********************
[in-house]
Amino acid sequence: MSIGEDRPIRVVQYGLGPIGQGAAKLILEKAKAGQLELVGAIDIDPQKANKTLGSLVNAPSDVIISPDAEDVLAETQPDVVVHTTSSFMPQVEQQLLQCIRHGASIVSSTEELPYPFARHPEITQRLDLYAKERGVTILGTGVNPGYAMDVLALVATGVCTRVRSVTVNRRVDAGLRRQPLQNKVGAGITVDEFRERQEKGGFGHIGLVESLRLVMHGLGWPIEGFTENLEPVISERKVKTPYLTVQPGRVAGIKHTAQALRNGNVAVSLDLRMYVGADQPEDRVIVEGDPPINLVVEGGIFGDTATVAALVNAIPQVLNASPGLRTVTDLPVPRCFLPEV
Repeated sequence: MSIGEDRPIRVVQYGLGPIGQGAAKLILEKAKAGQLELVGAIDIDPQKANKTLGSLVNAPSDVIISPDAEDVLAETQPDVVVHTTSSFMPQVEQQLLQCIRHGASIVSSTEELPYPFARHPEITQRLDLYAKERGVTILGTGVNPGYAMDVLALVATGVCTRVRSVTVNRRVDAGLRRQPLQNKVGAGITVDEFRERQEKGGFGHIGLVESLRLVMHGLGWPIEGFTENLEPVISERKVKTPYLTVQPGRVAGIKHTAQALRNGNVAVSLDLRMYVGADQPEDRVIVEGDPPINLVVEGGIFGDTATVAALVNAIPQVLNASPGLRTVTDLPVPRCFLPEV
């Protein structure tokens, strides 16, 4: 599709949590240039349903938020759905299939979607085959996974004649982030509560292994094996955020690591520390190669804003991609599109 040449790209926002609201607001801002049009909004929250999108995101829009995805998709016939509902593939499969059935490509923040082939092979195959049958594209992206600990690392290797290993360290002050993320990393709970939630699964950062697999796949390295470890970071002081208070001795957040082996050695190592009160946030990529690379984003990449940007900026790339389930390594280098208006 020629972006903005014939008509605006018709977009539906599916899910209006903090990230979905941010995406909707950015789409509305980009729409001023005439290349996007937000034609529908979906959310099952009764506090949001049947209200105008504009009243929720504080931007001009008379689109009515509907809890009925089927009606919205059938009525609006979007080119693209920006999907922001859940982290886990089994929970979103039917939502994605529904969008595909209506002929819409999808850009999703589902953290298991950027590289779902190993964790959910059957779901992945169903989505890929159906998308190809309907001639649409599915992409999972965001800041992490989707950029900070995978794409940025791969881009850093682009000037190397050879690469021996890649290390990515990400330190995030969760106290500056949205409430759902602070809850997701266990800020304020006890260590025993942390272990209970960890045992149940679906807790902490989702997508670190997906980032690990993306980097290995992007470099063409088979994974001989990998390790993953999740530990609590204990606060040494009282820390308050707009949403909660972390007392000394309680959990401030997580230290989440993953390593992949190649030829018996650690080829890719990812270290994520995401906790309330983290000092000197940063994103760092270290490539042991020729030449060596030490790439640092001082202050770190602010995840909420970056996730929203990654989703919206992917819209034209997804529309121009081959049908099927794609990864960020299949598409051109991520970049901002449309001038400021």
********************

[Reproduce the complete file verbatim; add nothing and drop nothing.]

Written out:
[in-house]
Amino acid sequence: MSIGEDRPIRVVQYGLGPIGQGAAKLILEKAKAGQLELVGAIDIDPQKANKTLGSLVNAPSDVIISPDAEDVLAETQPDVVVHTTSSFMPQVEQQLLQCIRHGASIVSSTEELPYPFARHPEITQRLDLYAKERGVTILGTGVNPGYAMDVLALVATGVCTRVRSVTVNRRVDAGLRRQPLQNKVGAGITVDEFRERQEKGGFGHIGLVESLRLVMHGLGWPIEGFTENLEPVISERKVKTPYLTVQPGRVAGIKHTAQALRNGNVAVSLDLRMYVGADQPEDRVIVEGDPPINLVVEGGIFGDTATVAALVNAIPQVLNASPGLRTVTDLPVPRCFLPEV
Repeated sequence: MSIGEDRPIRVVQYGLGPIGQGAAKLILEKAKAGQLELVGAIDIDPQKANKTLGSLVNAPSDVIISPDAEDVLAETQPDVVVHTTSSFMPQVEQQLLQCIRHGASIVSSTEELPYPFARHPEITQRLDLYAKERGVTILGTGVNPGYAMDVLALVATGVCTRVRSVTVNRRVDAGLRRQPLQNKVGAGITVDEFRERQEKGGFGHIGLVESLRLVMHGLGWPIEGFTENLEPVISERKVKTPYLTVQPGRVAGIKHTAQALRNGNVAVSLDLRMYVGADQPEDRVIVEGDPPINLVVEGGIFGDTATVAALVNAIPQVLNASPGLRTVTDLPVPRCFLPEV
């Protein structure tokens, strides 16, 4: 599709949590240039349903938020759905299939979607085959996974004649982030509560292994094996955020690591520390190669804003991609599109 040449790209926002609201607001801002049009909004929250999108995101829009995805998709016939509902593939499969059935490509923040082939092979195959049958594209992206600990690392290797290993360290002050993320990393709970939630699964950062697999796949390295470890970071002081208070001795957040082996050695190592009160946030990529690379984003990449940007900026790339389930390594280098208006 020629972006903005014939008509605006018709977009539906599916899910209006903090990230979905941010995406909707950015789409509305980009729409001023005439290349996007937000034609529908979906959310099952009764506090949001049947209200105008504009009243929720504080931007001009008379689109009515509907809890009925089927009606919205059938009525609006979007080119693209920006999907922001859940982290886990089994929970979103039917939502994605529904969008595909209506002929819409999808850009999703589902953290298991950027590289779902190993964790959910059957779901992945169903989505890929159906998308190809309907001639649409599915992409999972965001800041992490989707950029900070995978794409940025791969881009850093682009000037190397050879690469021996890649290390990515990400330190995030969760106290500056949205409430759902602070809850997701266990800020304020006890260590025993942390272990209970960890045992149940679906807790902490989702997508670190997906980032690990993306980097290995992007470099063409088979994974001989990998390790993953999740530990609590204990606060040494009282820390308050707009949403909660972390007392000394309680959990401030997580230290989440993953390593992949190649030829018996650690080829890719990812270290994520995401906790309330983290000092000197940063994103760092270290490539042991020729030449060596030490790439640092001082202050770190602010995840909420970056996730929203990654989703919206992917819209034209997804529309121009081959049908099927794609990864960020299949598409051109991520970049901002449309001038400021």